Introduction of algorithms in the realm of public administration bears the risk of reducing moral dilemmas to epistemic probabilities. This paper explores the interlinkages between attribution of moral agency on algorithms and algorithmic injustice. While challenging some of the fundamental assumptions underlying ethical machines, I argue that the moral algorithm claim is inherently flawed and has particularly severe consequences when applied to algorithms making fateful decisions regarding an individual’s life. I contend that free will, consciousness and moral intentionality are sine qua non for any moral agent. A well-known objection to the Turing Test is cited for the proposition that, while an algorithm may imitate morality, an algorithm cannot be ethical unless it understands the moral choices it is making. I raise a methodological objection regarding transposing moral intuitions on algorithms through global surveys. I cite the ‘consciousness thesis’ for the principle that without consciousness there cannot be moral responsibility. Moral justifications form the bedrock of legal defenses. In the absence of moral agency and the algorithm’s inability to be held morally responsible, any attempt by the firms developing and/or deploying the algorithm to escape accountability is untenable. I highlight the grave cost of masking algorithmic injustices with ethical justifications and argue for strict liability for any firm deploying algorithms in the public policy realm.

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Awarding A Plaintiff A Defendant’s Profits In Trademark Infringement Actions: Why Courts Should Universally Apply The Bright-Line Rule Requiring Willful Infringement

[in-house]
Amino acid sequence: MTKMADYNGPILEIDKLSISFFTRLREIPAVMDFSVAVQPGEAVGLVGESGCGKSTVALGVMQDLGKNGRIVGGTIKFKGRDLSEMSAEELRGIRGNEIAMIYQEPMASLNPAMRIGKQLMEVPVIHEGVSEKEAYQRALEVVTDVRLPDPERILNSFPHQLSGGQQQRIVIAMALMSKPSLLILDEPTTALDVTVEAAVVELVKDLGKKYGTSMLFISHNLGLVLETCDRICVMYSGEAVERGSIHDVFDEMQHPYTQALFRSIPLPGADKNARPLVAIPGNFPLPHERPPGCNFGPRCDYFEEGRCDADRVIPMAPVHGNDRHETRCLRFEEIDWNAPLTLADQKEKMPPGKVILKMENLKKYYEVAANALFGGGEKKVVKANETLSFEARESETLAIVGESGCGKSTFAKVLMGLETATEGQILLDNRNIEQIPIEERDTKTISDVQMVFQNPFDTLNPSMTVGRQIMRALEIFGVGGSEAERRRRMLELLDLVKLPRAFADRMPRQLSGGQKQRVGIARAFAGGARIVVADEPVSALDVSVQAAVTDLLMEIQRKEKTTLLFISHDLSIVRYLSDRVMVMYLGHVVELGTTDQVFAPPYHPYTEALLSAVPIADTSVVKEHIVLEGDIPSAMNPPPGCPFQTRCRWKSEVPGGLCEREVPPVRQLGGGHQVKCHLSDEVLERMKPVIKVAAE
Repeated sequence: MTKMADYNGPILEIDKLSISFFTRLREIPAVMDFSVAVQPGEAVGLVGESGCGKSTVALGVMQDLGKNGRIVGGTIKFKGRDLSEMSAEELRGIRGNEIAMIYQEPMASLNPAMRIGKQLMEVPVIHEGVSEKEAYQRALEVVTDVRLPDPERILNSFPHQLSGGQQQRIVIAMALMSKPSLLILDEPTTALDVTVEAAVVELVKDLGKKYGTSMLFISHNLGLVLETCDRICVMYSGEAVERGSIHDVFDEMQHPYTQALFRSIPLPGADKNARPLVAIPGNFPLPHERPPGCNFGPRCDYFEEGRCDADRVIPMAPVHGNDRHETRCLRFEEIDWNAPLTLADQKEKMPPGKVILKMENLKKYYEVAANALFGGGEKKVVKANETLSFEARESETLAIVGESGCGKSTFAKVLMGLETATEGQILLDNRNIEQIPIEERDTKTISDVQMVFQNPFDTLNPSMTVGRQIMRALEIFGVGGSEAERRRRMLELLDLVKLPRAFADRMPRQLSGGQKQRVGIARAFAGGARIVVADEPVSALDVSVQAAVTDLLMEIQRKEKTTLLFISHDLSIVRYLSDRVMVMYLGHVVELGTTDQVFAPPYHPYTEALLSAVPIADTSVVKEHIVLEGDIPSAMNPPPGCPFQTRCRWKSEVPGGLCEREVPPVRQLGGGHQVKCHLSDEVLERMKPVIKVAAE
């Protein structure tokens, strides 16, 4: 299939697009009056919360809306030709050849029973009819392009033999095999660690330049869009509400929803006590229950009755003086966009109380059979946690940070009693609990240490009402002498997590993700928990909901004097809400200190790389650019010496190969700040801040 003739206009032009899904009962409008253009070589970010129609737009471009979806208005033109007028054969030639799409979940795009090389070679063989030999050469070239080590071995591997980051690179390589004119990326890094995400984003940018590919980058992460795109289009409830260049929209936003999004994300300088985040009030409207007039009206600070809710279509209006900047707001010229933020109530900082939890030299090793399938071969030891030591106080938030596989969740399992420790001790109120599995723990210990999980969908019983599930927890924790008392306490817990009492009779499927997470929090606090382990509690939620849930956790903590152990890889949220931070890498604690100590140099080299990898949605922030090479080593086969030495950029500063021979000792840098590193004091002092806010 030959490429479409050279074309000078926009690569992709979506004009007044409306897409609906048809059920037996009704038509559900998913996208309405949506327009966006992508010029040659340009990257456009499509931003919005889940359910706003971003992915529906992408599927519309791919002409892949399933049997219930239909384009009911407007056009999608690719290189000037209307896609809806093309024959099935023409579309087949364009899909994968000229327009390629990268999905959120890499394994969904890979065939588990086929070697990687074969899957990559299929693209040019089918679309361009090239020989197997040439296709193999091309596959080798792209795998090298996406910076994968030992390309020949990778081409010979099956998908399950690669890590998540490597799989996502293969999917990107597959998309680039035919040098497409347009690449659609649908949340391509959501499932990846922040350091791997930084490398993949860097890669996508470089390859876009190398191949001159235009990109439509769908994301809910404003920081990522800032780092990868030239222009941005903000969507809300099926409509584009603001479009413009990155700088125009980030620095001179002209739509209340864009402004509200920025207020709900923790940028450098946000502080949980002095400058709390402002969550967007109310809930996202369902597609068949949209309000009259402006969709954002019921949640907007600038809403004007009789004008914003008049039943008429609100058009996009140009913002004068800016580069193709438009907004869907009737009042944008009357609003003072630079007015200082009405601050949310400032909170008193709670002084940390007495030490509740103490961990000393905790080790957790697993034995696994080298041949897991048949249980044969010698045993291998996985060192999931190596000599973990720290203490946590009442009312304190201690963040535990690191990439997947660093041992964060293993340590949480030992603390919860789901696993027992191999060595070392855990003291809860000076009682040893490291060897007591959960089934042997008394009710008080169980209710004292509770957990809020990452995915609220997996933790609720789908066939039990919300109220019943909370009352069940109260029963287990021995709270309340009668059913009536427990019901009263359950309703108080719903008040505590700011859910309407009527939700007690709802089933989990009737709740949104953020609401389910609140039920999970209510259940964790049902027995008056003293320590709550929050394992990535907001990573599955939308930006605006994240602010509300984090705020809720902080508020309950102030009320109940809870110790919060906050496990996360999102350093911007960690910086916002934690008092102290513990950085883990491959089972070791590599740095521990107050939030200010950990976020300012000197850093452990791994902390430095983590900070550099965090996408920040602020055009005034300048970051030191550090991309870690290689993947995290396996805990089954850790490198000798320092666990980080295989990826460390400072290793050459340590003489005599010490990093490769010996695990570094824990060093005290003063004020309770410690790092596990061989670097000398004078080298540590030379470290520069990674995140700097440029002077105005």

48 Rutgers L. Rec. 25 (2020) | WestLaw | LexisNexis | PDF

This note seeks to analyze the issue of whether, under Section 35(a) of the Lanham Act, willful infringement should be a prerequisite for an award of an infringer’s profits for a violation of Section 43 of the Lanham Act, 15 USC § 1125. This note argues in favor of the bright-line rule requiring that a plaintiff prove willful infringement as a prerequisite for a court to grant the remedy of infringer’s profits in instances of trademark infringement arguing a likelihood of confusion. In doing so, this note will consider the legislative intent behind the Act, analysis of relevant precedential case law, and the effective outcome of such a decision. For the purposes of this note, “trademark infringement” is synonymous with a likelihood of confusion action.

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Transparency Blind Spot: A Response to Transparency Deserts


48 Rutgers L. Rec. 1 (2020) | WestLaw | LexisNexis | PDF